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Meet Patty

Meet Patty. Seamstress. Mom of eight. Midwife.

Talking with Patty Kartchner about childbirth is like speaking with a poet. Every phrase she chooses illustrates her respect and wonder for the process—her belief that it is a privilege to support laboring women.

“Watching new life being created, watching the light in her eyes as she anticipates meeting this new baby who is the future of our world…What better job is there?” Patty says. “What a sacred position to be the first person to touch her baby and to hand them to her.”

Patty is a certified nurse midwife at Vancouver Clinic and has spent her career helping women navigate pregnancy and birth. However, in the beginning it was she who was the patient.

Love and marriage

Patty grew up in Ithaca, New York, and married her childhood sweetheart while they were both still in college. She and her husband knew they wanted a large family and it wasn’t long before they welcomed their first daughter. Their first son was born 12 months later. A physician cared for Patty during those pregnancies because it never occurred to her to seek out a midwife. She mostly pictured them as old ladies who burned incense in the corner during labor. But during Patty’s third pregnancy a friend told her how much she loved midwifery care and Patty decided to check it out. She started seeing a midwife and never looked back.

“I loved that personal care and how they were with me during my labor,” Patty says. “I took better care of myself at home because I knew I was the one responsible for my pregnancy.”

Patty delivered four more children and she and her husband adopted another, bringing their brood up to eight.

Back to school

Patty stayed at home to raise her kids but kept a side gig going as a doula and childbirth educator. She enjoyed teaching women about what to expect in labor and providing the emotional support they needed during birth. When her youngest two children were in elementary school Patty decided to go back to school herself. She wanted to expand her skills and help with the physical part of birth.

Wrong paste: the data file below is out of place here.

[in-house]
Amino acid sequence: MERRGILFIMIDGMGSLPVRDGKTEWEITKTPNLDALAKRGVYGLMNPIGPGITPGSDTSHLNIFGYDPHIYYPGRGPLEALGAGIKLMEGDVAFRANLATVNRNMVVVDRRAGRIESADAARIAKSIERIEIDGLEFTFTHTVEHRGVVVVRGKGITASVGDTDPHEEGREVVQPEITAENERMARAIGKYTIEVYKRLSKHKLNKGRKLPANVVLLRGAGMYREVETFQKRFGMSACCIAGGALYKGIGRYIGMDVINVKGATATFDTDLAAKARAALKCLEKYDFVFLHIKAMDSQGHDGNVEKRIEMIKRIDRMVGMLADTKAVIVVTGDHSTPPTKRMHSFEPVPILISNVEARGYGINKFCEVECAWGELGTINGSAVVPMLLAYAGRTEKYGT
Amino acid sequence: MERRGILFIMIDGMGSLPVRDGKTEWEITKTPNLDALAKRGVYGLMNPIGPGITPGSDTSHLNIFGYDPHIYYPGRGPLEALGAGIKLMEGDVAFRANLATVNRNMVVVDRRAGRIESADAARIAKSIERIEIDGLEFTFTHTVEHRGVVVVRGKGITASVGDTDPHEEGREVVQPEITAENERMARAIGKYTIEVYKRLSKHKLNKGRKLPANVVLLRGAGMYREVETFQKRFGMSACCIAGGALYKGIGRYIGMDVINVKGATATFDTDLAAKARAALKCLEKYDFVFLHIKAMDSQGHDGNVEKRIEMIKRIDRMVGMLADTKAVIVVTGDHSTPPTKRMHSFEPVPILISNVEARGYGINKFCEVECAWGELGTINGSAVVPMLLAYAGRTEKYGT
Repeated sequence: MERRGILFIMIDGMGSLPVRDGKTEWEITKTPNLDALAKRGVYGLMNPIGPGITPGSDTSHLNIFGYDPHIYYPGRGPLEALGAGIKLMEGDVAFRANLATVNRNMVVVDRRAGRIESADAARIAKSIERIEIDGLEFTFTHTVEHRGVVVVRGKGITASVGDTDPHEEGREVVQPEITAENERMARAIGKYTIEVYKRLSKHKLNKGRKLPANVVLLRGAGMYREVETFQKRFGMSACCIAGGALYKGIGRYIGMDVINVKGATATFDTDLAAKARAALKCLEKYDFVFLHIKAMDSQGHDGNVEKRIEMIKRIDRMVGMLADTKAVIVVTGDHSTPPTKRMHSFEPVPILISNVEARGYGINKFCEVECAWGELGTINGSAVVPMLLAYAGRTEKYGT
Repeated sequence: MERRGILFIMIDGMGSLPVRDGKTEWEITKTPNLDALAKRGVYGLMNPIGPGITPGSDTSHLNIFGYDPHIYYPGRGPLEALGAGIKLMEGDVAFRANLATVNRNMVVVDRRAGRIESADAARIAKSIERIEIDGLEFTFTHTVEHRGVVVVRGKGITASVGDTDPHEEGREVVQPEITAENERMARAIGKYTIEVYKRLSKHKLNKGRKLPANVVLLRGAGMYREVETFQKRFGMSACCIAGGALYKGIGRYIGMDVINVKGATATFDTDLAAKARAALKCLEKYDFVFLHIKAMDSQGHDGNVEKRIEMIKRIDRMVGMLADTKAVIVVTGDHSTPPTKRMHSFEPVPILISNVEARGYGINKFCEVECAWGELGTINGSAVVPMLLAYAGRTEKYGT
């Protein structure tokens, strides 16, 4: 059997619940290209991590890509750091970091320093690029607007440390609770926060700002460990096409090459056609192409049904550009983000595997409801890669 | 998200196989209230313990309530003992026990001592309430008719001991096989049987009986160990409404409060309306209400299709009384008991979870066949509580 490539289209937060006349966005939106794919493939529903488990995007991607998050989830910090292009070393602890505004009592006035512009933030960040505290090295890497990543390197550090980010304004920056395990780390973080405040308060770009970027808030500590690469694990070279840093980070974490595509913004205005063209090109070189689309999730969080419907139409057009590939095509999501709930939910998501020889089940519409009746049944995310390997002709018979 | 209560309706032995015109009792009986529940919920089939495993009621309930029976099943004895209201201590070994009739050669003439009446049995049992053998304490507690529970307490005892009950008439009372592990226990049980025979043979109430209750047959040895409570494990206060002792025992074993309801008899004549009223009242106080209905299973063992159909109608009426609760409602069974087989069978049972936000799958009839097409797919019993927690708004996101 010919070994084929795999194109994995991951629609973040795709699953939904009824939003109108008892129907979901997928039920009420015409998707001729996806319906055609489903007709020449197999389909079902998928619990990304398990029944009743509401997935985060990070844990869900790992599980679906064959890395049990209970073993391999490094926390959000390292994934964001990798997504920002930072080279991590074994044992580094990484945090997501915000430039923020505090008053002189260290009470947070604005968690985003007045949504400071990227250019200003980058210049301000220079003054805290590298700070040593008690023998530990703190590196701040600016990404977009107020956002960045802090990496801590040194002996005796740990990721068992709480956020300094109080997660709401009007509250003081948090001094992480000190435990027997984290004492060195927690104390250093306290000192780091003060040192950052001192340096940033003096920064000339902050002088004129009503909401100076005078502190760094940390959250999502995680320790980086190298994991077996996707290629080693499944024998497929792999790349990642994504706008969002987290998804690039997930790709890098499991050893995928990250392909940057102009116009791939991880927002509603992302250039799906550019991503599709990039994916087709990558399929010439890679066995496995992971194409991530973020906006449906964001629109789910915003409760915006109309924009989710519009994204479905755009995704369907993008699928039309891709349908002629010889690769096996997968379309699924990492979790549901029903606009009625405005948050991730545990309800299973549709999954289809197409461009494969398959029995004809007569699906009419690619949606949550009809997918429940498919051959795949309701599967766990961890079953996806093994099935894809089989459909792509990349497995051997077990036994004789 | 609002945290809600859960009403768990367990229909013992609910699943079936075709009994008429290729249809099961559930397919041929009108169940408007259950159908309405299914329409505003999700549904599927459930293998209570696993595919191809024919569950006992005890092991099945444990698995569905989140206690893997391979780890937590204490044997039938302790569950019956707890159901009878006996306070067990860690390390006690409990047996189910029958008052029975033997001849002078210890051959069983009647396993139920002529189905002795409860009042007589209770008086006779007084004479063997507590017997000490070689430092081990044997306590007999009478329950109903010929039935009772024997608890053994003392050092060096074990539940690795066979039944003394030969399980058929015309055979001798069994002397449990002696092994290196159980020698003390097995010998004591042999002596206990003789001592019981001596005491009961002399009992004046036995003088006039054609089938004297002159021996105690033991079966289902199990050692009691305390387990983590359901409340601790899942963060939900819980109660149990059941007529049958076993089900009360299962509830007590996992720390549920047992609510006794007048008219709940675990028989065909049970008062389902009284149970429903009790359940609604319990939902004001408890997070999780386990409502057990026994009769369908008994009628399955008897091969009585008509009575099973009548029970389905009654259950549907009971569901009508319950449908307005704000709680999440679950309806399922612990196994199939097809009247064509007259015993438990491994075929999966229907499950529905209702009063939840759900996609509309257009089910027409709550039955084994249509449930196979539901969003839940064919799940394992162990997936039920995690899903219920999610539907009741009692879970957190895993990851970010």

Enrolling in nursing school and earning a master’s from Oregon Health & Science University, then starting a career with a demanding schedule wasn’t easy, but she had her whole family’s support. Her kids understood when she slept through a birthday party after a 24-hour call. Her husband naturally took over more household duties. Patty graduated in 2009 and joined a small midwifery practice in Vancouver, which was later acquired by Vancouver Clinic.

Personal care

Today Patty primarily works onsite at Vancouver’s two hospitals, with only occasional in-clinic appointments. This allows her to spend the majority of her time helping women in active labor. It’s a dream position for Patty because she gets to focus on providing the labor and delivery support skills that midwives are known for.

Patty loves being able to encourage moms in labor by reminding them how to breathe or reassuring them that their baby is safe. She’s found that letting women know that they’re okay, that their labor is normal, and that they’re making progress often gives them the energy they need to keep going. She also enjoys coaching support people—showing where to massage or apply pressure—so they can better help.

Overseeing hundreds of deliveries has taught her to watch and listen closely, taking in verbal and non-verbal cues about what each mom needs. Most of all she trusts what her patients say. If a mother says it’s time to push, she gets ready to catch.

“Her body and brain are the ones having this baby,” she says. “All my skills are on the outside of the experience. I’m intervening only when there is a problem. I have to trust her, so that I can be in her circle, not her in my circle.”

Wisdom to share

Patty says that being a mom of so many kids herself allows her to provide patients with insights from not just her medical training, but from her life experiences. Her own births occurred at home, in hospitals, by C-section, and with and without epidurals. She knows what she can and cannot change for women.

“I can’t predict what her body or baby will do, but I can affect the journey,” she says. “I can help her be involved in her labor enough that she knows that it’s unfolding the way it was going to unfold and help her to accept that and be at peace with it.”

Patty recognizes that women remember the details of their births for decades—who wiped their brow, who was late bringing ice chips. Her goal, she says, is to help women be able to look back on their experience with joy.

“I love what I do,” she says. “I Iove taking care of women. Being invited into this private part of their life is a privilege.”